(Hey, wait a minute. Where are you going?)

Eulogy for Gem

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I found this recently, the eulogy I wrote for my grandmother’s funeral. I miss her, especially as her birthday rolls around. So for posterity, here is how I remembered her…

Losing my grandma is losing a little bit of childhood.

At the playground, who else would have known that wax paper on a hot metal slide makes the slide go faster? Lauren and I passed many summer days at your house, Grandma. We loved those walks to the playground.

Who else would quench my thirst with cream soda over ice, served in a big bright blue aluminum tumbler? I remember sitting on your small porch drinking it. And picking flowers from your colorful garden, so many snapdragons.

Who else will give me cute money? (Anyone?)

Losing my grandma is losing an incredible woman.

Who else would have loved my grandfather so well? You smoothed his rough edges and set his heart aflame. You weathered so much together, and remained true in your love to him through his last long days in the hospital. Please bring him our love now. (Give him a kiss for me.)

Who else could keep up with my Aunt Noreen and Uncle Bob at 500 bid? You were sharp for so long, and always up for adventure. You shared my aunt and uncle’s love of the lake, happy to sit at the bonfire but also game for a golf cart ride to the docks or a pontoon cruise up into your last years. Are there corn roasts in heaven?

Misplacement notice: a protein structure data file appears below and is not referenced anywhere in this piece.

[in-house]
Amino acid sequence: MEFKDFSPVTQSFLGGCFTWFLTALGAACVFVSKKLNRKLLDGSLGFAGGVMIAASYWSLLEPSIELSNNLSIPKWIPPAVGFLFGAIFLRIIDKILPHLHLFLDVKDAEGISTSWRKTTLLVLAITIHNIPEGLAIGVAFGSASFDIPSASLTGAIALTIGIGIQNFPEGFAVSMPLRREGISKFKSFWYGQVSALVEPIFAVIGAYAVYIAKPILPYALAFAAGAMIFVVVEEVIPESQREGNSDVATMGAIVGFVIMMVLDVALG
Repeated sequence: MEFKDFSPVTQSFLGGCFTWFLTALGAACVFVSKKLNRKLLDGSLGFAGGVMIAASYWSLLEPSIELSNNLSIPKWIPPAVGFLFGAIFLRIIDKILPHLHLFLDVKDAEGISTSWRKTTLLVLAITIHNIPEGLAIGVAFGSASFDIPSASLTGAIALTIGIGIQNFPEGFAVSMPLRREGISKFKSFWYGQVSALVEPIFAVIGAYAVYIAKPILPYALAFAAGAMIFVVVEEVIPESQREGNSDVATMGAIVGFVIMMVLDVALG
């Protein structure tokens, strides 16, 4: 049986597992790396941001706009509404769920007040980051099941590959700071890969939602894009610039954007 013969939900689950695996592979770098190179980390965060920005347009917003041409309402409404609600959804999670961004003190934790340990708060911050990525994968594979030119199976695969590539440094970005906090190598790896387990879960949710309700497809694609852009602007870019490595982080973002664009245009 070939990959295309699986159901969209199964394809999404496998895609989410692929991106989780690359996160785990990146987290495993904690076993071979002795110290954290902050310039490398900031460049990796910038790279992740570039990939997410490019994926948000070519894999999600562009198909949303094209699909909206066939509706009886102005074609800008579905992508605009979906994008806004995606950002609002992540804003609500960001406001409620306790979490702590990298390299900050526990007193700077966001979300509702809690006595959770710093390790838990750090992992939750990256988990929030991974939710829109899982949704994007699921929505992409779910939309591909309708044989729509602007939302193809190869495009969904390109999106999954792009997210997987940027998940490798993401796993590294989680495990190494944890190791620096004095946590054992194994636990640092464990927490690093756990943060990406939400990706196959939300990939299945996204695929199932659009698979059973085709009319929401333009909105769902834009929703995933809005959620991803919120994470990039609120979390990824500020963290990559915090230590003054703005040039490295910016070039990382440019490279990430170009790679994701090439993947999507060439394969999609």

Who else could have held my mother through all the trials and triumphs of her long life? You have been a constant source of love and strength for her. And I know you will remain with her for the rest of her days.

Who else could change with the times, understanding and digesting all the complication of the people around her? Who could watch Andy Williams on Youtube with me or observe me on a Skype call, and help me understand how truly miraculous our new technologies are? You are Thoroughly Modern Tillie.

Who else would have inspired me to be a mom? I wasn’t sure I wanted a child until the night you, mom and I sat on my couch in front of the fireplace talking until late in the evening. That night I felt the power of our friendship, and the importance of the generations.